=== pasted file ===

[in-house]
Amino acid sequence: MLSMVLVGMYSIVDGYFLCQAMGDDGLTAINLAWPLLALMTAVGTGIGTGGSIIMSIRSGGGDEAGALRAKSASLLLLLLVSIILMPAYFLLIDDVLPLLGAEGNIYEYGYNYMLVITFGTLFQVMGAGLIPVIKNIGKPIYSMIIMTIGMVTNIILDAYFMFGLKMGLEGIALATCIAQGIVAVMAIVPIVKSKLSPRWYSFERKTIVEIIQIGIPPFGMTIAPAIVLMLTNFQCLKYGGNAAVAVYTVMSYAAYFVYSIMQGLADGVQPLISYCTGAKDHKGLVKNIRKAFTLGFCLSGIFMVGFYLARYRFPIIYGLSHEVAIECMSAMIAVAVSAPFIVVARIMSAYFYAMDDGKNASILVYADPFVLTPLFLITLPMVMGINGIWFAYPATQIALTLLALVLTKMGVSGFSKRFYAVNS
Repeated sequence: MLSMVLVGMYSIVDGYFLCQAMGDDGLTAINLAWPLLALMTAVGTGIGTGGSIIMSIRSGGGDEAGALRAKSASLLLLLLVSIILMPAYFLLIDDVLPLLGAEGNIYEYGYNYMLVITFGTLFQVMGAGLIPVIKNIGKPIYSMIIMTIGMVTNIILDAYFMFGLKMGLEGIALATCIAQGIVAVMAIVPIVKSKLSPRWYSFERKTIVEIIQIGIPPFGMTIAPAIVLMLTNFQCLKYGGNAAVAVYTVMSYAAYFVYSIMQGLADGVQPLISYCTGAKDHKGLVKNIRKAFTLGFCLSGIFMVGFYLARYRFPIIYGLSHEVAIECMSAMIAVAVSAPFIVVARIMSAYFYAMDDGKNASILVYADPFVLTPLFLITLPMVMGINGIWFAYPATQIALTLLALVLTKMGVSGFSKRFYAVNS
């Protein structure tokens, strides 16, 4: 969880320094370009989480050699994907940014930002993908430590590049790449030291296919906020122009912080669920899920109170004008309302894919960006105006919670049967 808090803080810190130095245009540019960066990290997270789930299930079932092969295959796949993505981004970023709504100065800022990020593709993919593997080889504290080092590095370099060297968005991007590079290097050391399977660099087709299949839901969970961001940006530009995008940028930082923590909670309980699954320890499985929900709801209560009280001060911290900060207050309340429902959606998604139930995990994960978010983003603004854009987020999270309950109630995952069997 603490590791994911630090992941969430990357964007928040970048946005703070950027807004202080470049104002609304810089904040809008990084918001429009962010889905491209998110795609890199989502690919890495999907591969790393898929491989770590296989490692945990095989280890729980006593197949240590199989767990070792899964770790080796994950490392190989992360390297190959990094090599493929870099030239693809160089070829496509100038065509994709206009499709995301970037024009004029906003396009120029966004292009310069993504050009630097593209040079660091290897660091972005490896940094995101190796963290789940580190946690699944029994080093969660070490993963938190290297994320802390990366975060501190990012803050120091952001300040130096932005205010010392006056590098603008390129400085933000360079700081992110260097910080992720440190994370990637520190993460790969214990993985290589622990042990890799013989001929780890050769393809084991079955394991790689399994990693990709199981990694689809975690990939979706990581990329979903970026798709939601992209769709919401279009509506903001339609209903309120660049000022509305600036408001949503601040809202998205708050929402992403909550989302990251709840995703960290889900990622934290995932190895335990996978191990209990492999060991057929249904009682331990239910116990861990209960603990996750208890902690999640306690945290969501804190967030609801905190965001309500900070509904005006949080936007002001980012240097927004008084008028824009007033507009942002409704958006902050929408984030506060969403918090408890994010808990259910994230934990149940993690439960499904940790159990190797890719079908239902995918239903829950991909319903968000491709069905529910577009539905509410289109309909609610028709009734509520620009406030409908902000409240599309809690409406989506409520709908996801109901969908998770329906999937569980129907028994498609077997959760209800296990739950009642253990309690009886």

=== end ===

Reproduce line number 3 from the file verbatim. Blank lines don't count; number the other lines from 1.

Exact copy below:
Repeated sequence: MLSMVLVGMYSIVDGYFLCQAMGDDGLTAINLAWPLLALMTAVGTGIGTGGSIIMSIRSGGGDEAGALRAKSASLLLLLLVSIILMPAYFLLIDDVLPLLGAEGNIYEYGYNYMLVITFGTLFQVMGAGLIPVIKNIGKPIYSMIIMTIGMVTNIILDAYFMFGLKMGLEGIALATCIAQGIVAVMAIVPIVKSKLSPRWYSFERKTIVEIIQIGIPPFGMTIAPAIVLMLTNFQCLKYGGNAAVAVYTVMSYAAYFVYSIMQGLADGVQPLISYCTGAKDHKGLVKNIRKAFTLGFCLSGIFMVGFYLARYRFPIIYGLSHEVAIECMSAMIAVAVSAPFIVVARIMSAYFYAMDDGKNASILVYADPFVLTPLFLITLPMVMGINGIWFAYPATQIALTLLALVLTKMGVSGFSKRFYAVNS